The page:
Lessons from Sri Lanka: Brutality Can Help Win Small Wars

28.08.09

Categorie: COIN, David Axe |

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by DAVID AXE

Sri Lanka’s victorious offensive against the rebel Tamil Tigers this spring is a model of “hybrid” warfare, where states must contend with high-tech insurgent enemies. Small Wars Journal culled the major lessons of the war from an Indian journal. Defeating hybrid enemies requires:

• Unwavering political will
• Disregard for international opinion distracting from the goal
• No negotiations with the forces of terror
• Unidirectional floor of conflict information
• Absence of political intervention to pull away from complete defeat of the [enemy]
• Complete operational freedom for the security forces — let the best men do the task
• Accent on young commanders
• Keep[ing] your neighbors in the loop

“Most Western readers will find the lack of concern for civilian casualties in this strategy disconcerting,” Niel Smith writes:

A respected colleague argued that the more violent approach to [counter-insurgency] might ultimately be more humanitarian. He suggested population-centric COIN, while humanistic, takes longer, with uncertain probabilities of success, and often in the end creates more casualties among the population through inept execution than a ruthless enemy-focused campaign.

(Photo: via Now Public)

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12 Responses to “Lessons from Sri Lanka: Brutality Can Help Win Small Wars”

  1. Steve says:

    So Sri Lanka has been stable for how long now, 3 months?

    Mission accomplished!!!

    This is so far beyond comparing apples to oranges that I don’t know where to start. Was Sri Lanka occupying a foreign country? Let’s have someone else take it from here…

  2. General Sherman would get this. And we haven’t had much trouble out of the Confederacy lately.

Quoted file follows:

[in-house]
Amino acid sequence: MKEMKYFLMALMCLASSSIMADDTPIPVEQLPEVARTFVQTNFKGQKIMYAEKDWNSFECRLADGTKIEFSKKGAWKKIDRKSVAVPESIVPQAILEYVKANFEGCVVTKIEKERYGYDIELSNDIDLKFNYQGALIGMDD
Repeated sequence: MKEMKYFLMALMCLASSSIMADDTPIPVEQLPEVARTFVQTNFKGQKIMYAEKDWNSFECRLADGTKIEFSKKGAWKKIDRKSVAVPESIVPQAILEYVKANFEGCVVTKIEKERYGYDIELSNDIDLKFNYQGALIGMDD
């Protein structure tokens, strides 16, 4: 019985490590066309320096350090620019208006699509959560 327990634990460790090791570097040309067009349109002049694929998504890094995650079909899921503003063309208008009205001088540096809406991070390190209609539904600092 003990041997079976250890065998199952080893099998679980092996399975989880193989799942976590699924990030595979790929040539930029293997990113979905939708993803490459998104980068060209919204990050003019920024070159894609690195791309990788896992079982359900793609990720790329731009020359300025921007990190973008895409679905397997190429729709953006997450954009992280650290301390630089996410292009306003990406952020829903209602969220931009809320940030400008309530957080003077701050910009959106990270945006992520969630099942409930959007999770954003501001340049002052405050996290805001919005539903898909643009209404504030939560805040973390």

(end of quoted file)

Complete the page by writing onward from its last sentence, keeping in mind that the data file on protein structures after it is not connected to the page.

3. Yeah Right says:

    Let me paraphrase:

    Dictate don’t mediate
    No mercy
    No human rights
    Conspire with the neighbors
    Get soldiers who are easy to brainwash

    What a stupid armchair philosophy. Where are you from, Wasilla???

  4. WarLord says:

    “Sadly” these options are not open to the US, we are the good guys. You know democracy, constitution, civilian control of military, regard for human rights, humane treatment of prisoners, etc Oh I know we don’t always do this but when we fail to show the world our “lady Liberty” behavior even in battle we regret it and it always extends our conflicts and creates problems at home

  5. infocyde says:

    ++ on the General Sherman comment. War shouldn’t be undertaken lightly, but when it is, it should be all or nothing. All these half wars or McWars where we fight with one hand tied behind our backs are doomed to failure. We beet the Nazi’s and the Japanese by being ruthless.

  6. infocyde You’re right. Now we have these endless wars with the UN always looking over our shoulder. No side can win and victory is almost taboo. The Lankans finally took charge of their problems, and now peace reigns.

  7. [...] It’s such a relatively minor threat, no one would argue this, but anti-piracy often takes firm, even brutal measures to suppress, or it grows into something far worse. Today I read the following on Sri Lankan lessons dealing with terror, that apply here as well. David Axe reveals to us how Brutality Can Help Win Small Wars: [...]

  8. Larry says:

    I think the West’s invasion Iraq and Afghanistan was a mistake but I do agree with Neil. Could we have defeated Hitler and Tojo with no civilian casualties? Maybe. It might have taken another 20 years though. If you think about it all Taliban deaths are civilian deaths. The Taliban are just a disparate group of civilians taking up arms.

  9. Terry Smith says:

    Right out of The Art of War – the Prince has to let the General do his job with no interference.

  10. [...] A controversial article on how Sri-Lanka won the first “hybrid war” including a bullet point list of rules to follow for putting down insurgencies, all of which fly in the face of conventional western Counter Insurgency doctrine advocated (quite rightly IMO) by the likes of David Kilcullen. [...]

  11. lanka man says:

    This is to answer the first question.

    It has been one year.

    No suiside bombings.
    No children being forced to fight

    I can go to Jaffna.
    I can go to Trinco.
    I can Go to Kilinochhi and Mulaitivu.
    People are more free.

    So a hell of a lot of success. Can only get better.

    No one can break up this country now.

  12. lanka man says:

    Mike Burleson, You are so right.

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